Finally, distaste for inconvenient legal advice will not just affect human rights. The Government needs good legal advice to build a successful and sustainable legislative agenda. Lawyers don’t have all the answers, but if the executive ignores legal advice for short term political gain, in the long term it is the country which will be the real victim of this slow motion car crash.

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  1. What these politicians do not seems to understand that with power comes responsibility if the government continues to pick & choose which laws it obeys then the citizen may decide to pick & choose which laws it obeys & in court the government have set the precedent,you either respect the law & obey it or you lose it

  2. ObiterJ says:

    Leaving aside the arguments of other commentators, the sacking of Grieve and the appointment of a minimally experienced junior barrister as Attorney general is exceptionally worrying. Indeed, if the man had any modesty, he would have declined the offer on the basis of his inexperience. The new Solicitor General is much more experienced.

    The AG’s legal opinion (whether reached with or without consultation with other lawyers) is crucial to many government actions including the decision to embark on certain military adventures etc. It is likely to need a very strong AG to deal with some of the questions that will arise if Scotland votes for independence.

    A further point is that the AG is Head of the Bar. I have always thought this rather odd given the Bar’s independence but it is based on historical practice. It may well be time for the Bar to reconsider this arrangement.

    Combining the changes to the Law Officers with the continuation in post of a non-legally qualified SS for Justice / Lord Chancellor is even more unsatisfactory for the rule of law.

    Sadly, there are almost no votes in these matters so few care outside of the law and government.

    1. Corrupted Mind says:

      I can’t help but think that the professionals are barking up the wrong tree with these arguments.

      The A-G’s job is to furnish the government of the day with the best legal advice possible, end of. In some ways I think it is better that the incumbent isn’t a brilliant lawyer in his own right as there is always the temptation to rely on your own intellect rather than seeking the best advice wherever it may be.

      On the Head of the Bar point, I cannot think of any of our kin that actually regards the A-G as his or her leader; or many that see his role as fundamental to the Bar’s independence (the words “legal aid” are on many of our colleagues lips) – so stripping the current incumbent of what is, on the whole, a ceremonial role seems both churlish and spiteful.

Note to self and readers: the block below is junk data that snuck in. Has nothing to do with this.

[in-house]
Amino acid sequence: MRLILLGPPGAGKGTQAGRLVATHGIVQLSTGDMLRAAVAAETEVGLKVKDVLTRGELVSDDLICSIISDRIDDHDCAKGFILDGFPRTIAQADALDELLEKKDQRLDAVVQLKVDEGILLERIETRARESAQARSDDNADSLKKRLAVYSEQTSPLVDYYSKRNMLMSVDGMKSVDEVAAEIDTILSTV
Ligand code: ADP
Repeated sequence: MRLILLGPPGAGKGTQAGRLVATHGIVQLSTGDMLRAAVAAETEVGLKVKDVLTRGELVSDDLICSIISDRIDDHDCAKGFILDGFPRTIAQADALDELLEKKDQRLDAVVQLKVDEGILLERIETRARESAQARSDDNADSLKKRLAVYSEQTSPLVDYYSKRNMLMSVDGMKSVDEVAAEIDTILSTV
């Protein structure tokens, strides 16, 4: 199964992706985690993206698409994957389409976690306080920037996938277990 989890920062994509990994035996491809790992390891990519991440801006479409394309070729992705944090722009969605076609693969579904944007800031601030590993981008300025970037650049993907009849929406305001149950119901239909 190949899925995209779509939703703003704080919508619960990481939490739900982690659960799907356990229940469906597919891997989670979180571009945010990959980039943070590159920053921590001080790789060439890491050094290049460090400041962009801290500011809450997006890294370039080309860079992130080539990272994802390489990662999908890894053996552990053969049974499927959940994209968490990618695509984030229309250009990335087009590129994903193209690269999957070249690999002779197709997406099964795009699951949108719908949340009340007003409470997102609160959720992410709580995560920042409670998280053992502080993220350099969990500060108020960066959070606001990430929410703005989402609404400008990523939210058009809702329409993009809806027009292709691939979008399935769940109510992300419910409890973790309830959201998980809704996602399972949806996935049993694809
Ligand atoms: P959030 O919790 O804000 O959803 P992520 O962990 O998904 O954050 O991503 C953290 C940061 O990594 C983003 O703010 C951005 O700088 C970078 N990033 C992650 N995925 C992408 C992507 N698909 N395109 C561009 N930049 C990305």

1. Adam Wagner says:

        I see the point but I think a good A-G is a very good lawyer who is intellectually able enough to advise properly and challenge legal advice given by others. S/he must also be able to explain the legal position in relation to policy within Cabinet.

        1. Corrupted Mind says:

          “intellectually able enough” – Anyone who has entered the independent Bar in the last 10 years will crack a wry smile at this comment. The intellectual challenge in obtaining a pupillage furthermore a tenancy has exceeded such low brow idioms as skimming the cream from the top and we’ve now literally entered the scientific age where at a molecular level we’re examining the C3H6O3. The chap is no fool. The appointment of an A-G is not a competition where an applicant is selected with merit being the primary consideration. It is a political one. So the collective gasps from the profession, while inevitable are misguided, and the new A-G’s qualifications are no indicator of future performance.

          One last point, when commentators say that the A-G must “explain the legal position in relation to policy” – Do they know what this means in today’s political culture? The average length of a Cabinet Meeting is 30 minutes. The current cabinet has 33 attendees. Within this framework, the idea of an A-G that carries out his role “on the hoof” is dead. His or her job within the meeting is to identify issues that he will report back to colleagues at a later time. The *real* job is cultivating an environment in his department where his officials are expeditionary and know everything that is going on across Whitehall so that potential issues are spotted early and his *advice* is built in broadly at an early stage.

  3. myview1 says:

    The ECHR may not be perfect but it does strive to enshrine basic human rights in each countries law. Thereby taking Human Rights out of the hands of self interested politicians who only look to todays’ sound bite and winning the next election. It should be self evident by now if that means trampling rights we have had since Magna Carta into the ground, it is a price they are willing for US to pay.